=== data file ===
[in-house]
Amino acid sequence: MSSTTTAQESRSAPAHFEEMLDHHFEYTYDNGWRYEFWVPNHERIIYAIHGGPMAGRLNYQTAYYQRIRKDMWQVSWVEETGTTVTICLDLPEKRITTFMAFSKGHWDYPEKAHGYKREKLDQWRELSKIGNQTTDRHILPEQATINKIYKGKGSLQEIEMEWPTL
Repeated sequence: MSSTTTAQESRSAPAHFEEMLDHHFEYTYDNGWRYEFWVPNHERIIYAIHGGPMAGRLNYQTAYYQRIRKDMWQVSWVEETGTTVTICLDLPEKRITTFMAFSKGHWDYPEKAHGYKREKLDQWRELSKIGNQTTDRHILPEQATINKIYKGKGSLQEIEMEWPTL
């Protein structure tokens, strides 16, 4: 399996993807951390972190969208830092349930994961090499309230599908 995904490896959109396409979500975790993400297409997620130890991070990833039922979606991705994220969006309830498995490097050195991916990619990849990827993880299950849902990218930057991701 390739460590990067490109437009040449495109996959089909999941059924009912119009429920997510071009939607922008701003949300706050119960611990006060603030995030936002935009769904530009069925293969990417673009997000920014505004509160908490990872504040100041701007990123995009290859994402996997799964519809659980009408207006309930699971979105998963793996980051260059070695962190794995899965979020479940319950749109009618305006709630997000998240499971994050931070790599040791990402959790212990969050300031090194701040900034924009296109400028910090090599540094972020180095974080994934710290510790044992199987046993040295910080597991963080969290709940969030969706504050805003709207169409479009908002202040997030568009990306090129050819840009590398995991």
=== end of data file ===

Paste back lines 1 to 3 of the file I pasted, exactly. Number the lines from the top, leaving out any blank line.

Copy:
[in-house]
Amino acid sequence: MSSTTTAQESRSAPAHFEEMLDHHFEYTYDNGWRYEFWVPNHERIIYAIHGGPMAGRLNYQTAYYQRIRKDMWQVSWVEETGTTVTICLDLPEKRITTFMAFSKGHWDYPEKAHGYKREKLDQWRELSKIGNQTTDRHILPEQATINKIYKGKGSLQEIEMEWPTL
Repeated sequence: MSSTTTAQESRSAPAHFEEMLDHHFEYTYDNGWRYEFWVPNHERIIYAIHGGPMAGRLNYQTAYYQRIRKDMWQVSWVEETGTTVTICLDLPEKRITTFMAFSKGHWDYPEKAHGYKREKLDQWRELSKIGNQTTDRHILPEQATINKIYKGKGSLQEIEMEWPTL